Format

Send to

Choose Destination
Diabetes. 2014 Dec;63(12):4378-4387. doi: 10.2337/db14-0319. Epub 2014 Jun 19.

Common genetic variants highlight the role of insulin resistance and body fat distribution in type 2 diabetes, independent of obesity.

Author information

1
MRC Epidemiology Unit, University of Cambridge, Cambridge, United Kingdom.
2
Department of Medical Sciences, Molecular Epidemiology and Science for Life Laboratory, Uppsala University, Uppsala, Sweden.
3
Genetics of Complex Traits, University of Exeter Medical School, Exeter, UK.
4
Public Health Division of Gipuzkoa, San Sebastian, Spain.
5
Instituto BIO-Donostia, Basque Government, San Sebastian, Spain.
6
CIBER Epidemiología y Salud Pública (CIBERESP), Spain.
7
Inserm, CESP, U1018, Villejuif, France.
8
Univ Paris-Sud, UMRS 1018, Villejuif, France.
9
Navarre Public Health Institute (ISPN), Pamplona, Spain.
10
The Wellcome Trust Sanger Institute, Cambridge, United Kingdom.
11
University of Cambridge Metabolic Research Laboratories, Cambridge, UK.
12
German Institute of Human Nutrition Potsdam-Rehbruecke, Germany.
13
University of Oxford, United Kingdom.
14
Department of Epidemiology and Biostatistics, VrijeUniversiteit Medical Center, Amsterdam, The Netherlands.
15
Department of Internal Medicine, University of Pisa, Pisa, Italy.
16
Lund University, Malmö, Sweden.
17
Umeå University, Umeå, Sweden.
18
Department of Epidemiology, Murcia Regional Health Council, Murcia, Spain.
19
Department of Public Health and Caring Sciences, Geriatrics, Uppsala University Sweden.
20
Epidemiology and Prevention Unit, Milan, Italy.
21
University Hospital Scania, Malmö, Sweden.
22
Institute for Molecular Medicine Finland FIMM, University of Helsinki, Helsinki, Finland.
23
German Cancer Research Centre (DKFZ), Heidelberg, Germany.
24
Department of Public Health, Section for Epidemiology, Aarhus University, Aarhus, Denmark.
25
Aalborg University Hospital, Aalborg, Denmark.
26
Cancer Research and Prevention Institute (ISPO), Florence, Italy.
27
Dipartimento di Medicina Clinica e Chirurgia, Federico II University, Naples, Italy.
28
Public Health Directorate, Asturias, Spain.
29
Danish Cancer Society Research Center, Copenhagen, Denmark.
30
Unit of Cancer Epidemiology, Citta' della Salute e della Scienza Hospital-University of Turin and Center for Cancer Prevention (CPO), Torino, Italy.
31
Human Genetics Foundation (HuGeF), Torino, Italy.
32
Unit of Nutrition, Environment and Cancer, Cancer Epidemiology Research Program, and Translational Research Laboratory, Catalan Institute of Oncology (IDIBELL), Barcelona, Spain.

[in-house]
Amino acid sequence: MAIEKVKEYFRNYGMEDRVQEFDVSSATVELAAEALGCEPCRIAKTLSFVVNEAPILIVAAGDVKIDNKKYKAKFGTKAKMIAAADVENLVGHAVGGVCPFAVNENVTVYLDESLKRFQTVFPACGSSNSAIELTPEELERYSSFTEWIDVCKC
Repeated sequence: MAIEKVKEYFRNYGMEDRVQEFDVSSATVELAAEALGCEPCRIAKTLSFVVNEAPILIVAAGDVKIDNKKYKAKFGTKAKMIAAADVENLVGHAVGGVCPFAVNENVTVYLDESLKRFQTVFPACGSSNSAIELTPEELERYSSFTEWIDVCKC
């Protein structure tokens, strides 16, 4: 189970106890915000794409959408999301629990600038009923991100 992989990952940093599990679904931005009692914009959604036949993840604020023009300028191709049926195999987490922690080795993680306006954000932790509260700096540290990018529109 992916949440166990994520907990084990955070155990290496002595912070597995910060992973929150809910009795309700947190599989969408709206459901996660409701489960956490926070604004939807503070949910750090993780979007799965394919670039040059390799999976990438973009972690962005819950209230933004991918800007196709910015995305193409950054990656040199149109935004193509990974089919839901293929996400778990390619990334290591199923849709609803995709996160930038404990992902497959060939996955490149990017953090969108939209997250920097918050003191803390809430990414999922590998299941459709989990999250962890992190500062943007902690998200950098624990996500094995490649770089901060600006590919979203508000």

33
Andalusian School of Public Health, Granada, Spain.
34
Instituto de Investigación Biosanitaria de Granada (Granada.ibs), Granada (Spain).
35
School of Public Health, Imperial College London, UK.
36
International Agency for Research on Cancer, Lyon, France.
37
University Medical Center Utrecht, Utrecht, the Netherlands.
38
National Institute for Public Health and the Environment (RIVM), Bilthoven, The Netherlands.
39
ASP Ragusa, Italy.
40
Aire Onlus, Ragusa, Italy.
41
Oxford Centre for Diabetes, Endocrinology and Metabolism (OCDEM), University of Oxford, UK.
42
Wellcome Trust Centre for Human Genetics, University of Oxford, Oxford, UK.
43
Oxford NIHR Biomedical Research Centre, Oxford, UK.
44
Institute of Cellular Medicine, Newcastle University, Newcastle upon Tyne, UK.
#
Contributed equally

Abstract

We aimed to validate genetic variants as instruments for insulin resistance and secretion, to characterize their association with intermediate phenotypes, and to investigate their role in type 2 diabetes (T2D) risk among normal-weight, overweight, and obese individuals. We investigated the association of genetic scores with euglycemic-hyperinsulinemic clamp- and oral glucose tolerance test-based measures of insulin resistance and secretion and a range of metabolic measures in up to 18,565 individuals. We also studied their association with T2D risk among normal-weight, overweight, and obese individuals in up to 8,124 incident T2D cases. The insulin resistance score was associated with lower insulin sensitivity measured by M/I value (β in SDs per allele [95% CI], -0.03 [-0.04, -0.01]; P = 0.004). This score was associated with lower BMI (-0.01 [-0.01, -0.0]; P = 0.02) and gluteofemoral fat mass (-0.03 [-0.05, -0.02; P = 1.4 × 10(-6)) and with higher alanine transaminase (0.02 [0.01, 0.03]; P = 0.002) and γ-glutamyl transferase (0.02 [0.01, 0.03]; P = 0.001). While the secretion score had a stronger association with T2D in leaner individuals (Pinteraction = 0.001), we saw no difference in the association of the insulin resistance score with T2D among BMI or waist strata (Pinteraction > 0.31). While insulin resistance is often considered secondary to obesity, the association of the insulin resistance score with lower BMI and adiposity and with incident T2D even among individuals of normal weight highlights the role of insulin resistance and ectopic fat distribution in T2D, independently of body size.

PMID:
24947364
PMCID:
PMC4241116
DOI:
10.2337/db14-0319
[Indexed for MEDLINE]
Free PMC Article

Supplemental Content

Loading ...
Support Center